The role of TNF- α and TNF superfamily members in the pathogenesis of calcific aortic valvular disease

21Citations
Citations of this article
34Readers
Mendeley users who have this article in their library.

Abstract

Calcific aortic valve disease (CAVD) represents a slowly progressive pathologic process associated with major morbidity and mortality. The process is characterized by multiple steps: inflammation, fibrosis, and calcification. Numerous studies focalized on its physiopathology highlighting different "actors" for the multiple "acts." This paper focuses on the role of the tumor necrosis factor superfamily (TNFSF) members in the pathogenesis of CAVD. In particular, we discuss the clinical and experimental studies providing evidence of the involvement of tumor necrosis factor-alpha (TNF-α), receptor activator of nuclear factor-kappa B (NF-B) ligand (RANKL), its membrane receptor RANK and its decoy receptor osteoprotegerin (OPG), and TNF-related apoptosis-inducing ligand (TRAIL) in valvular calcification. © 2013 Antonella Galeone et al.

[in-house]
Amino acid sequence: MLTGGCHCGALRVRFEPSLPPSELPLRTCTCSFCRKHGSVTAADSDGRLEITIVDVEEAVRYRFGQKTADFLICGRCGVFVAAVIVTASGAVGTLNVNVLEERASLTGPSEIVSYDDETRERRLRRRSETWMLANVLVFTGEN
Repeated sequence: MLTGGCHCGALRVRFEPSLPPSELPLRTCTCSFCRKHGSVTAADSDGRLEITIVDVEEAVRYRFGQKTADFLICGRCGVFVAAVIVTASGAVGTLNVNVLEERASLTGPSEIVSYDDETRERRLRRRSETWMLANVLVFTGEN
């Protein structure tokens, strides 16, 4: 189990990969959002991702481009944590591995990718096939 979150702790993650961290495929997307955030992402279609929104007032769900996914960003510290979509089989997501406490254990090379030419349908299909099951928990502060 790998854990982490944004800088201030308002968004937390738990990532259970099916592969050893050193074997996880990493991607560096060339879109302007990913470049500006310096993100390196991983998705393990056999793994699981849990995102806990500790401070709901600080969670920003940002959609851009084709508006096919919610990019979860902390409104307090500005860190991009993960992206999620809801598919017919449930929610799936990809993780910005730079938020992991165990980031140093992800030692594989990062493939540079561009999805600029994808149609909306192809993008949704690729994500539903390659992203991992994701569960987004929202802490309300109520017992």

Cite

CITATION STYLE

APA

Galeone, A., Paparella, D., Colucci, S., Grano, M., & Brunetti, G. (2013). The role of TNF- α and TNF superfamily members in the pathogenesis of calcific aortic valvular disease. The Scientific World Journal. Hindawi Publishing Corporation. https://doi.org/10.1155/2013/875363

Register to see more suggestions

Mendeley helps you to discover research relevant for your work.

Already have an account?

Save time finding and organizing research with Mendeley

Sign up for free